Guernsey Press

Former deputy and ‘man of the sea’ dies aged 89

Former deputy Peter Bougourd died this week at the age of 89.

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Peter Bougourd as a deputy in 2003. (32054058)

Mr Bougourd was a deputy for almost 20 years, serving St Sampson’s from 1985 to 2004.

As well as a deputy, he was a steadfast member of the RNLI, volunteering for more than 25 years.

In 1981 he was awarded a Bronze RNLI medal for the courage and skill he showed during the rescue of the Bonita, a large Ecuadorian vessel that began listing heavily in the middle of the English Channel in winds gusting to hurricane force 12 and 50ft waves.

During three-and-a-half hours of darkness and bitter cold, the lifeboat he served on as second coxswain rescued 29 people.

Peter Bougourd in the early 90s in his Bridge fishmongers. (32054063)

John Webster, who served alongside him, and also received a medal for that night, said that his friend had been a true gentleman.

‘He was a hard-working family man,’ he said.

‘If you pulled your finger out and worked hard, he was easy to get on with.’

A well-known and respected fisherman, in later years Mr Bougourd ran a fishmongers on the Bridge, where Fletcher Sports is now.

Deputy Lyndon Trott knew him from both inside and outside of the States Chamber.

‘I first met Peter when I was a boy when I worked on a fishing vessel that fished alongside his boat – the Tel-mor,’ he said.

‘He was a first-class shell fisherman and a stalwart of Guernsey’s fishing industry at his peak. We met again a few years later when I stood for election. Peter was a sitting deputy in St Sampson’s and, despite being a competitor for a seat, he was hugely supportive and generous to me.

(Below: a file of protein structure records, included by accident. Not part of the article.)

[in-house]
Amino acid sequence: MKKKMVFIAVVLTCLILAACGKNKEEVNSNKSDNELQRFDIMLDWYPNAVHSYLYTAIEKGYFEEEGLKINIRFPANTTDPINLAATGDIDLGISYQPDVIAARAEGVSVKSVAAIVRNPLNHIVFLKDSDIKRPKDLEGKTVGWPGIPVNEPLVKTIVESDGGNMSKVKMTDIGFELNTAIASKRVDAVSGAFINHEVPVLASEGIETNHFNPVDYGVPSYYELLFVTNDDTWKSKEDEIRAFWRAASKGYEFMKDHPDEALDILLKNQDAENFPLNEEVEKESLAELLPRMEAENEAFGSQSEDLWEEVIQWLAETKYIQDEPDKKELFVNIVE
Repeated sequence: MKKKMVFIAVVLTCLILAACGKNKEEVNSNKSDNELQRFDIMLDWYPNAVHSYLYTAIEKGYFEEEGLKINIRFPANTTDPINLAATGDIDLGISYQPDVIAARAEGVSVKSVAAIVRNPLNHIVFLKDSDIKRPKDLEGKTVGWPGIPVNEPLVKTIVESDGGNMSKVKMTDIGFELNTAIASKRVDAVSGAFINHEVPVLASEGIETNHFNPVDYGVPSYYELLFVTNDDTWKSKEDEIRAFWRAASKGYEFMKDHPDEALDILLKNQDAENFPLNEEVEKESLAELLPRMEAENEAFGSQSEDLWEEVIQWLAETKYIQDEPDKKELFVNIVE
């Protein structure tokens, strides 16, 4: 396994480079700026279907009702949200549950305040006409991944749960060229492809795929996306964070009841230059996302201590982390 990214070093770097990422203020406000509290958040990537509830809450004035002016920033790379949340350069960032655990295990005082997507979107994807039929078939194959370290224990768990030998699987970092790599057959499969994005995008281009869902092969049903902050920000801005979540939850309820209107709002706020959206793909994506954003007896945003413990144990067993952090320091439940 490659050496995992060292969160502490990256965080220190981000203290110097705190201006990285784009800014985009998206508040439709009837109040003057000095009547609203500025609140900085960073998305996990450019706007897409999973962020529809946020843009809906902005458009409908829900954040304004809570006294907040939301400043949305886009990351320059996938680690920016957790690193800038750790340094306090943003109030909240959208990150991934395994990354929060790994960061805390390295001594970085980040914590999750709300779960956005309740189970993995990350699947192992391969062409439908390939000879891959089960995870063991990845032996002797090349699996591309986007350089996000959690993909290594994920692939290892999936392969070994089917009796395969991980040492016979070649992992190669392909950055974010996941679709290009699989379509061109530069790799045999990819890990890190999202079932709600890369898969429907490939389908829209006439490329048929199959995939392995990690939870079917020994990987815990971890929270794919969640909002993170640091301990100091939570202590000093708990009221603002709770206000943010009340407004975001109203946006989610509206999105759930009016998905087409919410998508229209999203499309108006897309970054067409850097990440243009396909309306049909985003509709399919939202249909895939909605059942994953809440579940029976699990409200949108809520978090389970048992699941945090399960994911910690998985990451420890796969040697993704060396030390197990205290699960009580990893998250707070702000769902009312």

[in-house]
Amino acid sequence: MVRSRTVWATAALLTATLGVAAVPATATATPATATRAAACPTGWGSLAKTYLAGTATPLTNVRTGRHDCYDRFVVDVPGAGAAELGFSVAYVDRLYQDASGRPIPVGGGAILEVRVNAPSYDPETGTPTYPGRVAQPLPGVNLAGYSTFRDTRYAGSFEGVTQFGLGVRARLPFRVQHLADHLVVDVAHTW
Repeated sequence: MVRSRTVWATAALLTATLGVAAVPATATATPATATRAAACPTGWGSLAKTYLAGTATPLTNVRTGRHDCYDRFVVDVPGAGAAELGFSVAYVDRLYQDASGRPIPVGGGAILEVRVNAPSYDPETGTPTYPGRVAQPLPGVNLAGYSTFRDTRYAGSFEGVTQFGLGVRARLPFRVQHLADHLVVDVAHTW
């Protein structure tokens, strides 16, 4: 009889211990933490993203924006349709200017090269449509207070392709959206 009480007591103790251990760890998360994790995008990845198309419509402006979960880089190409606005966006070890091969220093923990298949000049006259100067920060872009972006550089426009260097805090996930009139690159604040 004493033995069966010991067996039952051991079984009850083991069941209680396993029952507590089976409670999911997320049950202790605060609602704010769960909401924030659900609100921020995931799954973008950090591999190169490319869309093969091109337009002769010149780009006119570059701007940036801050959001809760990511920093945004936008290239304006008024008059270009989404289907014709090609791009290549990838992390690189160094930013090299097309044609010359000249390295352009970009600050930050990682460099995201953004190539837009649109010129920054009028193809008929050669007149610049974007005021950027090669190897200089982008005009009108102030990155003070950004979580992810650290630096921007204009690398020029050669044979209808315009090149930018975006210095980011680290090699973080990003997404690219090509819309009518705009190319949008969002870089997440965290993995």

‘After that election we sat together on the Board of Administration, and I saw at first hand the politics of a real hard-working genuine Guernseyman.’

Peter Bougourd, third from right, with his fellow lifeboat crew members after the Bonita rescue in 1981. (32054066)

Mr Bougourd lost his father, a policeman, during the Occupation when the White Rock was bombed by the Luftwaffe.

‘That was something that had affected him quite significantly and understandably,’ said Deputy Trott.

‘He was a real man of the sea and a brilliant lifeboat coxswain, highly respected not least for his bravery but also his seamanship. He was quite simply one of Guernsey’s real characters and I shall miss him.’

Deputy John Gollop remembered Mr Bougourd as a man of total integrity and transparency.

‘He was a gentleman of the States, very courteous, he didn’t go in for machinations. He was a loss to the States when he left but very few members complete six terms of service.

‘He was a very popular man, with a unique sense of humour. He said once: "I don’t change my mind, I just get better ideas’’.'